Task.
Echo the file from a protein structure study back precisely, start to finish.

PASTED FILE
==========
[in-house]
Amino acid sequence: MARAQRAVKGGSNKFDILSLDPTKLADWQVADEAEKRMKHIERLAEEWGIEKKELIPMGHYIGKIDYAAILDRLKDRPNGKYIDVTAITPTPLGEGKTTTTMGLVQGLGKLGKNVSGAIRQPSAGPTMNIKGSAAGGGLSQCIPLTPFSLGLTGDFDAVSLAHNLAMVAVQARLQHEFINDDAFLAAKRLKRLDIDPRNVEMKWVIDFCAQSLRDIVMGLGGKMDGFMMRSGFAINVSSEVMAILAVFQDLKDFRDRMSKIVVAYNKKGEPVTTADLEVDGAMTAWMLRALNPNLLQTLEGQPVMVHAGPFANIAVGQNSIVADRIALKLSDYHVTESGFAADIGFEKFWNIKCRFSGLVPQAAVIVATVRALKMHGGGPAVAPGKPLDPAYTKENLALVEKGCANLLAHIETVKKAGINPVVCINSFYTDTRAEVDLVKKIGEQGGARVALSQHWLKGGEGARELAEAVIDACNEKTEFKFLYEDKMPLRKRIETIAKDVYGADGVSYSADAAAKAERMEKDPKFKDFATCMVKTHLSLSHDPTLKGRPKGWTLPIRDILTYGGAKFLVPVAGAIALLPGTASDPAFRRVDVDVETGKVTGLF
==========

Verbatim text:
[in-house]
Amino acid sequence: MARAQRAVKGGSNKFDILSLDPTKLADWQVADEAEKRMKHIERLAEEWGIEKKELIPMGHYIGKIDYAAILDRLKDRPNGKYIDVTAITPTPLGEGKTTTTMGLVQGLGKLGKNVSGAIRQPSAGPTMNIKGSAAGGGLSQCIPLTPFSLGLTGDFDAVSLAHNLAMVAVQARLQHEFINDDAFLAAKRLKRLDIDPRNVEMKWVIDFCAQSLRDIVMGLGGKMDGFMMRSGFAINVSSEVMAILAVFQDLKDFRDRMSKIVVAYNKKGEPVTTADLEVDGAMTAWMLRALNPNLLQTLEGQPVMVHAGPFANIAVGQNSIVADRIALKLSDYHVTESGFAADIGFEKFWNIKCRFSGLVPQAAVIVATVRALKMHGGGPAVAPGKPLDPAYTKENLALVEKGCANLLAHIETVKKAGINPVVCINSFYTDTRAEVDLVKKIGEQGGARVALSQHWLKGGEGARELAEAVIDACNEKTEFKFLYEDKMPLRKRIETIAKDVYGADGVSYSADAAAKAERMEKDPKFKDFATCMVKTHLSLSHDPTLKGRPKGWTLPIRDILTYGGAKFLVPVAGAIALLPGTASDPAFRRVDVDVETGKVTGLF